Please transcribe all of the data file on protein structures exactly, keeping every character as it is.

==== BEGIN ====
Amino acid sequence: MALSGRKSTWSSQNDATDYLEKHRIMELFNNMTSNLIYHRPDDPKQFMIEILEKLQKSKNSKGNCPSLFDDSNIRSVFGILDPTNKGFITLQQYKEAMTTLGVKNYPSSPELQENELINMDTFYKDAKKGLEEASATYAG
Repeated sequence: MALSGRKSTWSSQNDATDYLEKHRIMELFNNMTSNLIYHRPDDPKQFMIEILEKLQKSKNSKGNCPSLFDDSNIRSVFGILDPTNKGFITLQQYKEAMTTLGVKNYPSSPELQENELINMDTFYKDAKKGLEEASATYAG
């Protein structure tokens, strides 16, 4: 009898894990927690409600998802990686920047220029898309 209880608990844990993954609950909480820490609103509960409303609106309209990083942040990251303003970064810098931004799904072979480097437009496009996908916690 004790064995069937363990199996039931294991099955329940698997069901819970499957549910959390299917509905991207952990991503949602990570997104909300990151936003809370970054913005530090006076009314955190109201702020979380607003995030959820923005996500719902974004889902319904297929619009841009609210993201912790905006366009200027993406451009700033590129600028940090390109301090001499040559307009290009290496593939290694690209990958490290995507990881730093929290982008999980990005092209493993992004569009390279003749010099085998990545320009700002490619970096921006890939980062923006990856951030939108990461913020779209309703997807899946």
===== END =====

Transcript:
Amino acid sequence: MALSGRKSTWSSQNDATDYLEKHRIMELFNNMTSNLIYHRPDDPKQFMIEILEKLQKSKNSKGNCPSLFDDSNIRSVFGILDPTNKGFITLQQYKEAMTTLGVKNYPSSPELQENELINMDTFYKDAKKGLEEASATYAG
Repeated sequence: MALSGRKSTWSSQNDATDYLEKHRIMELFNNMTSNLIYHRPDDPKQFMIEILEKLQKSKNSKGNCPSLFDDSNIRSVFGILDPTNKGFITLQQYKEAMTTLGVKNYPSSPELQENELINMDTFYKDAKKGLEEASATYAG
């Protein structure tokens, strides 16, 4: 009898894990927690409600998802990686920047220029898309 209880608990844990993954609950909480820490609103509960409303609106309209990083942040990251303003970064810098931004799904072979480097437009496009996908916690 004790064995069937363990199996039931294991099955329940698997069901819970499957549910959390299917509905991207952990991503949602990570997104909300990151936003809370970054913005530090006076009314955190109201702020979380607003995030959820923005996500719902974004889902319904297929619009841009609210993201912790905006366009200027993406451009700033590129600028940090390109301090001499040559307009290009290496593939290694690209990958490290995507990881730093929290982008999980990005092209493993992004569009390279003749010099085998990545320009700002490619970096921006890939980062923006990856951030939108990461913020779209309703997807899946």